COFFEE NEWS ROUNDUP: WEEK ENDING FEBRUARY 1ST

An espresso cup sits on a table next to a newspaper

It looks like the polar vortex, which caused temperatures around here to plummet to -16 (I realize that’s nothing compared with Illinois and Minnesota, but it’s still cold) is letting up. A 60+ degree swing is forecast for this weekend, taking it all the way to 45 degrees—but climate change isn’t real, right?

As we in the frigid north deal with epic cold and climate mood swings, the southern hemisphere is on fire. Australia keeps breaking heat records, and Brazil. Oh Brazil.

In Brazil Heatwave, Coffee is Literally Burning on the Trees - via Bloomberg

There was a lot of talk last year about the coming Brazilian robusta harvest being a bumper one, but that may not be the case anymore. Robusta is known for being hardier than its Arabica brethren, but even it can’t cope with temperatures which are apparently 14 degrees Fahrenheit above average in the main producing states of Bahia and Espirito Santo.

Two hands holding freshly-picked coffee cherries

Brazilian robusta farms are enormous, and planted in full sun for faster growth and ease of picking. This can backfire when there’s not enough rain, as was the case in 2016 when a drought imperiled the Brazilian harvest, or when it gets too hot as there’s no respite from the scorching sun.

The upside to all this might be a rise in the coffee C price, as one of the reasons for its drop was the glut of robusta coffee coming out of Brazil.

However, in the long term, high temperatures and sporadic rain patterns don’t bode well for consistent coffee harvests, in Brazil or anywhere else.

Read the full story here.

Italy seizes 644K of cocaine hidden in Honduran coffee - via The Washington Post

Insert joke about perking up here.

Read the full story here.

The La Marzocco KB90: Better Living Through Ergonomics - via Sprudge

The news that La Marzocco has released a new espresso machine designed specifically for ergonomics is genuinely welcome, and frankly it’s kind of amazing that it hasn’t happened sooner.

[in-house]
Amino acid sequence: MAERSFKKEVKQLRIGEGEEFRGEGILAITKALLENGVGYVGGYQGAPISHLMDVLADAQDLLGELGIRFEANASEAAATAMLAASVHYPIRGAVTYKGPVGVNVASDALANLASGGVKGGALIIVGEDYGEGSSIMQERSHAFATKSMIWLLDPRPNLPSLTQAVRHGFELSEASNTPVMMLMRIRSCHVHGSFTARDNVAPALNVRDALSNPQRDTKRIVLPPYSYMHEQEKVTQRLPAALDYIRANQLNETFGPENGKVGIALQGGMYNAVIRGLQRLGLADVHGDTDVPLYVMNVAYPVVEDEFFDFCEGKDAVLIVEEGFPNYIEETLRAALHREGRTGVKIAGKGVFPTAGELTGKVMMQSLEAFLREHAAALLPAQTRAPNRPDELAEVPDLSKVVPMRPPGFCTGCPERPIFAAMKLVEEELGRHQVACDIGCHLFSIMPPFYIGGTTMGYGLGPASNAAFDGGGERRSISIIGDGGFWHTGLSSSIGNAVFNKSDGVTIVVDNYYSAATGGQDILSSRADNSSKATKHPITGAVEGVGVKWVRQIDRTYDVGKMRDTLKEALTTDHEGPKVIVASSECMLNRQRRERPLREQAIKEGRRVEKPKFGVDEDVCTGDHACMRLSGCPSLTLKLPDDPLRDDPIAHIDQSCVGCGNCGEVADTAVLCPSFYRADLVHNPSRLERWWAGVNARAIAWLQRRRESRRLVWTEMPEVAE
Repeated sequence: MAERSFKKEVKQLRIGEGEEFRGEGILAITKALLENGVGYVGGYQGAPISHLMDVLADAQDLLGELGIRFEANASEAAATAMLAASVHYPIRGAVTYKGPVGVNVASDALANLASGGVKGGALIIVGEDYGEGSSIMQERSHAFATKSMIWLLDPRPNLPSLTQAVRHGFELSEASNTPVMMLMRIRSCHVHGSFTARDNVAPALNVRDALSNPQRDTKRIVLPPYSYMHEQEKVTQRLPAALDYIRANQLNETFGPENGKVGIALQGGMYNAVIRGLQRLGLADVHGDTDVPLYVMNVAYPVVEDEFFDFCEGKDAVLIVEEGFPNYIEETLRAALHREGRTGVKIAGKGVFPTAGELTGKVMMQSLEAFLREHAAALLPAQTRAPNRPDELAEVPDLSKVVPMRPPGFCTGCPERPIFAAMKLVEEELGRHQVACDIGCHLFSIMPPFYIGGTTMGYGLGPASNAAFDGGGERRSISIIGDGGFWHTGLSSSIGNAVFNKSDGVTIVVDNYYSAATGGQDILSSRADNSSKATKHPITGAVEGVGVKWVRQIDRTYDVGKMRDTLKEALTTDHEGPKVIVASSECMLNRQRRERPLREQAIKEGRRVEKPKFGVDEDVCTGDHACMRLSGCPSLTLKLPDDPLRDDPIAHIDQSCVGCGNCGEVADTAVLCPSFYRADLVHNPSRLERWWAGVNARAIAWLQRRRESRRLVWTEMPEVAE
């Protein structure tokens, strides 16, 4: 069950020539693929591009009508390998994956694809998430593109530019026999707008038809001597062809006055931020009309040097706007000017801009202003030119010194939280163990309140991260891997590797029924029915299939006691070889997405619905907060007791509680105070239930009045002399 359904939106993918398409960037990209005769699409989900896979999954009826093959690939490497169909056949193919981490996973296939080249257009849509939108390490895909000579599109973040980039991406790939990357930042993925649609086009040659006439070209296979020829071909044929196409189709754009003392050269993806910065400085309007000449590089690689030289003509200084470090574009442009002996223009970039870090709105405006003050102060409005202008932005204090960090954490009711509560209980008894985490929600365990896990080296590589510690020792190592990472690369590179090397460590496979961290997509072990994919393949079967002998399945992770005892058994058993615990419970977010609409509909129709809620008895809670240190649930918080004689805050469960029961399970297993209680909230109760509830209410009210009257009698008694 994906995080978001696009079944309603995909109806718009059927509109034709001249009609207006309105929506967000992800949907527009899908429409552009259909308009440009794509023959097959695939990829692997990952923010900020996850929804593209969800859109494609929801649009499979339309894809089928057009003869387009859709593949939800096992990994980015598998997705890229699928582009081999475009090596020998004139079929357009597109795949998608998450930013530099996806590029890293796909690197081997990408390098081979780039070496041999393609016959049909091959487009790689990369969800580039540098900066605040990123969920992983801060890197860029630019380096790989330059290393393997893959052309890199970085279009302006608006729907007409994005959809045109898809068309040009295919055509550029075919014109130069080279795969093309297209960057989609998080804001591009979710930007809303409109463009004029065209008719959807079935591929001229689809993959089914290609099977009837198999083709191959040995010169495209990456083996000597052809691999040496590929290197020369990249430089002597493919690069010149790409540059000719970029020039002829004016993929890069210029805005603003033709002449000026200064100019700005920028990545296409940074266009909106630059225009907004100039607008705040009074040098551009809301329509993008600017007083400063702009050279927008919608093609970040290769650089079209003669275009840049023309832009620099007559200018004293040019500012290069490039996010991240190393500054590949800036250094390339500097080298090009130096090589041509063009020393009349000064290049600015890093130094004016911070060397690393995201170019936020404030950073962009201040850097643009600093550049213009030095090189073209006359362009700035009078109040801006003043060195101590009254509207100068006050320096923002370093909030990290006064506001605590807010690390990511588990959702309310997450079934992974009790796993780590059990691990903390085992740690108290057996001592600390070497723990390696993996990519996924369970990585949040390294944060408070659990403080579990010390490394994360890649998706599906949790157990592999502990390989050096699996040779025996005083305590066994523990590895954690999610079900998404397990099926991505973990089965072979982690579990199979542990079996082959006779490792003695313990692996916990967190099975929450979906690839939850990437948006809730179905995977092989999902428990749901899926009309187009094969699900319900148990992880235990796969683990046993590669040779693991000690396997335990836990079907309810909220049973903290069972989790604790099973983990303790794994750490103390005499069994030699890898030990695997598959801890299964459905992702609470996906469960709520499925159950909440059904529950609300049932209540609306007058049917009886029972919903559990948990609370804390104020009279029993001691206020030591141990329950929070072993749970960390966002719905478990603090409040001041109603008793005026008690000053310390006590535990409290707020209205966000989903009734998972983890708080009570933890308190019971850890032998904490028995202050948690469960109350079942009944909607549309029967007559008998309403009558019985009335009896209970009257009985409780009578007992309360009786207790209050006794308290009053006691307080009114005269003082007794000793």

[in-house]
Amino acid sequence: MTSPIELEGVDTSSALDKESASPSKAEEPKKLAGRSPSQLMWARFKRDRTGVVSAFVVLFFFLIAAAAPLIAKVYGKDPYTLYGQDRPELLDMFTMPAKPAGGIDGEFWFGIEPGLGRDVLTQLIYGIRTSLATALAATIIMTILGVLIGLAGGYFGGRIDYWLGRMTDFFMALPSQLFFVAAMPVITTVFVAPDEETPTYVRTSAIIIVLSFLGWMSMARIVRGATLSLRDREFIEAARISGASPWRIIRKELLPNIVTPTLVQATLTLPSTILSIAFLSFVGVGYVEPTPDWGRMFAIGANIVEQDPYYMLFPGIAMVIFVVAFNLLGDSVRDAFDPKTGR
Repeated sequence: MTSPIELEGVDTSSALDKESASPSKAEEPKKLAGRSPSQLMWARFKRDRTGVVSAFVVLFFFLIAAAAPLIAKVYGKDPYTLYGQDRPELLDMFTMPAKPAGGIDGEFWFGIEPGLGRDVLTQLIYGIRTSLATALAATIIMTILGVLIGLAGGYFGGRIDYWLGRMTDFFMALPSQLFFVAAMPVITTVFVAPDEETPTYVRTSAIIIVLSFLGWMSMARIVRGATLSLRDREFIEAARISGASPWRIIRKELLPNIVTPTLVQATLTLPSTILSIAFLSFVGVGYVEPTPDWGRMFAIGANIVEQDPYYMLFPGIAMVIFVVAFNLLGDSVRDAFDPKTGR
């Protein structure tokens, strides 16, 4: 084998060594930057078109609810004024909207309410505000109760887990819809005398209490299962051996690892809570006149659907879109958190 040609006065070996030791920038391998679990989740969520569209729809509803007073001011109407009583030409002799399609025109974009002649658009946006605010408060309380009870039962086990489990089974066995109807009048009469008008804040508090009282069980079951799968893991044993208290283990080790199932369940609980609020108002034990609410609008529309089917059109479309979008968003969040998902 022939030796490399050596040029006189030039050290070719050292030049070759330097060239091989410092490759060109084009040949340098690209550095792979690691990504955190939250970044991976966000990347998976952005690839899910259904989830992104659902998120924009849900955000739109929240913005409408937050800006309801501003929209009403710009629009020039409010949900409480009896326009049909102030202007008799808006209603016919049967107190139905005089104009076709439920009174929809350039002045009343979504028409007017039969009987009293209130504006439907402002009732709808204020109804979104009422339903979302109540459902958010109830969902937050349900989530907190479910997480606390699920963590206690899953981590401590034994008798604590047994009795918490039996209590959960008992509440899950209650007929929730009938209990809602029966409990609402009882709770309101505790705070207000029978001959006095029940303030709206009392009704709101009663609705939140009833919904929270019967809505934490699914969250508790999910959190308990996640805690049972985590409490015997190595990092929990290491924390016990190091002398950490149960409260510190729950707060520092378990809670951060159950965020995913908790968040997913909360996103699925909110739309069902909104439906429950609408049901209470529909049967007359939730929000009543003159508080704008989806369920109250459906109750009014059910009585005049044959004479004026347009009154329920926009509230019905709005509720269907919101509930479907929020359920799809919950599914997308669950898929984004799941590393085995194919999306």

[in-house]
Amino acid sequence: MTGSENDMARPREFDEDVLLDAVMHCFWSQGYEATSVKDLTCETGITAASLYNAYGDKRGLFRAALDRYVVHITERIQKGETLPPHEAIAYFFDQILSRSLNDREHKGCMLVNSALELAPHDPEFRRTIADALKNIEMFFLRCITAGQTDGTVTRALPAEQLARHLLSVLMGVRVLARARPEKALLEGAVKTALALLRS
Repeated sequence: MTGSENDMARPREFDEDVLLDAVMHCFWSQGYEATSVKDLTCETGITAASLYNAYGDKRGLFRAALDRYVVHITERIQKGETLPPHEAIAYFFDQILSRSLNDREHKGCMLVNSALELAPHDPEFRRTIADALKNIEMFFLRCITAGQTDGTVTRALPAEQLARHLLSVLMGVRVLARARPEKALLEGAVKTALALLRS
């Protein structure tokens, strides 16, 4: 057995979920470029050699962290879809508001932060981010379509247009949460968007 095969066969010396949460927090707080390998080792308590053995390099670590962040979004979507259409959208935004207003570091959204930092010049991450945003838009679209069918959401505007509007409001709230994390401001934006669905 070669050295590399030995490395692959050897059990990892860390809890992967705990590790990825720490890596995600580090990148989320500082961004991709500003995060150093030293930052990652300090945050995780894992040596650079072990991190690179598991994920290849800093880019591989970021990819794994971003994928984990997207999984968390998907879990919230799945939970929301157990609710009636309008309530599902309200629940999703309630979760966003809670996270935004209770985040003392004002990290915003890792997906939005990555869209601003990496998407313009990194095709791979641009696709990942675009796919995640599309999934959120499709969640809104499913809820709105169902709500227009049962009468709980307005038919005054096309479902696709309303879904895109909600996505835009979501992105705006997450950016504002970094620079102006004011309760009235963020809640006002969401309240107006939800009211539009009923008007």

Baristas’ bodies are put under a lot of strain, from constant repetitive movement and unnatural motions. Barista Wrist is a real, documented problem—I once worked with someone who wore wrist braces on both arms because otherwise they couldn’t do their job.

A barista smooths ground coffee in a portafilter with his finger.

The main cause of Barista Wrist comes from locking the portafilter (the thing that holds the ground coffee) into the grouphead (the thing on the espresso machine that holds the portafilter). It’s an incredibly unnatural, twisty-pushy motion, and baristas do it hundreds of times a day.

It’s taken La Marzocco twenty-odd years to perfect the new technology, but now all the barista need do is push the portafilter into the grouphead, with (according to Sprudge) a satisfying “ka-chunk” noise. This should cut down on the Barista Wrist problem, while speeding up service.

The machine also features a new double-walled steam wand to reduce inadvertent scalding (and the accompanying, cafe mood-disrupting, yelp), as well as other improvements to efficiency and design.

The future is here, and it goes “ka-chunk”.

Read the full story here.

This Coffee Company Wants to Roast Beans in Space - via Food & Wine

A rocket flying through space

Yeah but why though.

Oh wait, because of gravity. Apparently gravity is the bane of coffee roasting (and here I thought it was unloading 50kg bags from a truck in sub zero temperatures).

A couple of weirdos want to shoot coffee into space, allow the beans to float about unimpeded by things like “gravity” and “common sense”, and use the heat of re-entry to roast the beans.

OK, this is a hoax, right? There’s no way this is real. The company’s name is Space Roasters, for crying out loud

Not buying it, chaps, sorry.

Read the full story here.

Starbucks Has Talking Points On How To Avoid Talking About Howard Schultz - via Sprudge

Did you hear that Howard Schultz is running for president? As an independent? On a platform of deficit reduction and bland billionaire stylings and literally nothing else?

Well, he is, and Twitter is taking it about as well as can be expected.

And, due to the fact that people are generally awful, Starbucks has had to give its baristas suggestions on how to avoid talking about their ex-CEO, or diffuse any political talk whatsoever. Because what a harried Starbucks barista needs is to be verbally besieged by a customer desperate to tell them how bad they think Schultz is, and also ask for extra whipped cream on their venti soy mocha.

Oh, and also—Schultz is incredibly, deeply unpopular on both the left and the right, and even with independents. So there’s that.

Read the full story here.

Is coffee good for you?

The real question is, are coffee products marketed as healthy actually good for you?

Men’s Health decided to find out, exploring MCT oil coffee (that’s the Bulletproof butter nonsense), collagen coffee (nope) and mushroom coffee, among others.

The result? Just drink normal coffee like a normal person, and save your money. The writer hedged his bets by saying there’s not yet enough scientific literature around MCT oil and mushroom, but really who are we kidding.

It’s all bunk.

A man sits on a park bench reading a newspaper
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